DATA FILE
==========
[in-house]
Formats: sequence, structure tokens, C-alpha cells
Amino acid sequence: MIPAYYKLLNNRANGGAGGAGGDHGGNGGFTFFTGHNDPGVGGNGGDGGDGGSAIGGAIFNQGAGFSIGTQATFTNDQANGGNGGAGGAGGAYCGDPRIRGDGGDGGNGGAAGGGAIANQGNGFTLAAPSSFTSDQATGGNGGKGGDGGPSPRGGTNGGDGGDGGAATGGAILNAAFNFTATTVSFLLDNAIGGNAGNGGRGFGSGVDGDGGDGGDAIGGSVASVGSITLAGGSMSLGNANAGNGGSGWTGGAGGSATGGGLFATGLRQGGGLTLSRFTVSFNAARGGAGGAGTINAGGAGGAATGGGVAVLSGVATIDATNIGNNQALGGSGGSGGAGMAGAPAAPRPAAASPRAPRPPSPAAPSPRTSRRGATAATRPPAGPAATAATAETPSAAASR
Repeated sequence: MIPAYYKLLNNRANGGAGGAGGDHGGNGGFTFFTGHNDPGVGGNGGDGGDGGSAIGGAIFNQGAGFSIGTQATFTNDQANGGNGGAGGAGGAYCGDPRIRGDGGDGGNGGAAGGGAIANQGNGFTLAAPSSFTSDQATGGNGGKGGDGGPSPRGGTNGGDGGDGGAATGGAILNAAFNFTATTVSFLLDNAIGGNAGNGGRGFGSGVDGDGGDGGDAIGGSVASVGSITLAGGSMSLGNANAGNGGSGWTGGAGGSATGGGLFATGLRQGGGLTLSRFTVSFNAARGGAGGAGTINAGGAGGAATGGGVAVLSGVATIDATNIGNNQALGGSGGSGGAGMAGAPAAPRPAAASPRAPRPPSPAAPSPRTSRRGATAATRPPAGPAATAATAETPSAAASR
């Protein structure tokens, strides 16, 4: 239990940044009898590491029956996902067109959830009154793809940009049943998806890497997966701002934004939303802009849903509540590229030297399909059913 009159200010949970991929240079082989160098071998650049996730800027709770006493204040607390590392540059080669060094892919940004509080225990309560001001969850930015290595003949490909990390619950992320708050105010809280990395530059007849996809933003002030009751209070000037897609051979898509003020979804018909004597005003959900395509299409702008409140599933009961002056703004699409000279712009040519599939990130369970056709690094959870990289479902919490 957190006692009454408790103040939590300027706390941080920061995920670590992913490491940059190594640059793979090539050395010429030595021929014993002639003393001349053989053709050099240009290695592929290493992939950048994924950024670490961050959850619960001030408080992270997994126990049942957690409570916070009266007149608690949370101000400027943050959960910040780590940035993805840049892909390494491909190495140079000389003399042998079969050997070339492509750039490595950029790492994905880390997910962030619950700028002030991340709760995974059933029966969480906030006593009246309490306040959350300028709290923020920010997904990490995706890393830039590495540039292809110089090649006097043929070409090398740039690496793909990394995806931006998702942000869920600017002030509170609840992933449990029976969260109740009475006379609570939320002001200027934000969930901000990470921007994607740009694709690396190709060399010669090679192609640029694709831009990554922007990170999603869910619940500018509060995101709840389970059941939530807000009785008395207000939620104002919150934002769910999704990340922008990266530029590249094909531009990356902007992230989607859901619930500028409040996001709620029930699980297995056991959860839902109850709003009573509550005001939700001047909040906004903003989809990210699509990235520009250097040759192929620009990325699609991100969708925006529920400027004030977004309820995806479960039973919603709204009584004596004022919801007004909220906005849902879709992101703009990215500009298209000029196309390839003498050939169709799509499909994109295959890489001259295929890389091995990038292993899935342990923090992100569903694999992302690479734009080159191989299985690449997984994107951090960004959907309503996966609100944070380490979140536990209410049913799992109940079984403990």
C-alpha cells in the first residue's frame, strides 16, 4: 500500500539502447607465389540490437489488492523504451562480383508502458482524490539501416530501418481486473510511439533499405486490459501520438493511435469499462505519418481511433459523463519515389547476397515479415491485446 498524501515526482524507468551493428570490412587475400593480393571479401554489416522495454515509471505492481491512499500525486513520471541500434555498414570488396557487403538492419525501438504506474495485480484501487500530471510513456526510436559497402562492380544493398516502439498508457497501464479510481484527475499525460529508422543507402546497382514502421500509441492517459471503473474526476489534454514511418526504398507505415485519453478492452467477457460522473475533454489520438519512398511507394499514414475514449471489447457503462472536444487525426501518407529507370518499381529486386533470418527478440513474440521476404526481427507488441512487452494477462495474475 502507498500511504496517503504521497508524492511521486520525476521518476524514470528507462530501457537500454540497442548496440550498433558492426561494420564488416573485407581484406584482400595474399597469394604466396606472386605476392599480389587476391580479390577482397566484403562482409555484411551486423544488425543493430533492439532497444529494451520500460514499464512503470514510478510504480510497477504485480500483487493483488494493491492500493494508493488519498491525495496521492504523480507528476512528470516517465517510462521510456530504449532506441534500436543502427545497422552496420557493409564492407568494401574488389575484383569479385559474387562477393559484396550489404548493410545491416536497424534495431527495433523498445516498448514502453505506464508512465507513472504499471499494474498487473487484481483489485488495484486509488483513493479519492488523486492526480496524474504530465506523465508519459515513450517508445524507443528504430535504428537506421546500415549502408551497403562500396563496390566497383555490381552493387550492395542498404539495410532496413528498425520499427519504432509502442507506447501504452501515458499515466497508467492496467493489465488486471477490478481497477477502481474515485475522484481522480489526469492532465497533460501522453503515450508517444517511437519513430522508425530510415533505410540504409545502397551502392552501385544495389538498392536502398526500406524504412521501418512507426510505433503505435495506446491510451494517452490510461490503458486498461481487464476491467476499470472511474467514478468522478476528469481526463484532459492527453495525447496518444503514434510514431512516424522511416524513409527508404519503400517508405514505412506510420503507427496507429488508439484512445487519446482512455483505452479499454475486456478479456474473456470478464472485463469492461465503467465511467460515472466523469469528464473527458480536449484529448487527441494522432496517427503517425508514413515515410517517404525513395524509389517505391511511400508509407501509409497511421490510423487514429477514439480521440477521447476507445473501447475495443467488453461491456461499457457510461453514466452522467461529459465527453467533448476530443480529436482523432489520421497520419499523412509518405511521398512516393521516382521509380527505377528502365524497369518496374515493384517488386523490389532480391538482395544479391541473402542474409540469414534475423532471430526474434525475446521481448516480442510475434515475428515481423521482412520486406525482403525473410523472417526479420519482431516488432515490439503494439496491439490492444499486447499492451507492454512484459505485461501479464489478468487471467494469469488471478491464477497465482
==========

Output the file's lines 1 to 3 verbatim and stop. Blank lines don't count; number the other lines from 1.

[in-house]
Formats: sequence, structure tokens, C-alpha cells
Amino acid sequence: MIPAYYKLLNNRANGGAGGAGGDHGGNGGFTFFTGHNDPGVGGNGGDGGDGGSAIGGAIFNQGAGFSIGTQATFTNDQANGGNGGAGGAGGAYCGDPRIRGDGGDGGNGGAAGGGAIANQGNGFTLAAPSSFTSDQATGGNGGKGGDGGPSPRGGTNGGDGGDGGAATGGAILNAAFNFTATTVSFLLDNAIGGNAGNGGRGFGSGVDGDGGDGGDAIGGSVASVGSITLAGGSMSLGNANAGNGGSGWTGGAGGSATGGGLFATGLRQGGGLTLSRFTVSFNAARGGAGGAGTINAGGAGGAATGGGVAVLSGVATIDATNIGNNQALGGSGGSGGAGMAGAPAAPRPAAASPRAPRPPSPAAPSPRTSRRGATAATRPPAGPAATAATAETPSAAASR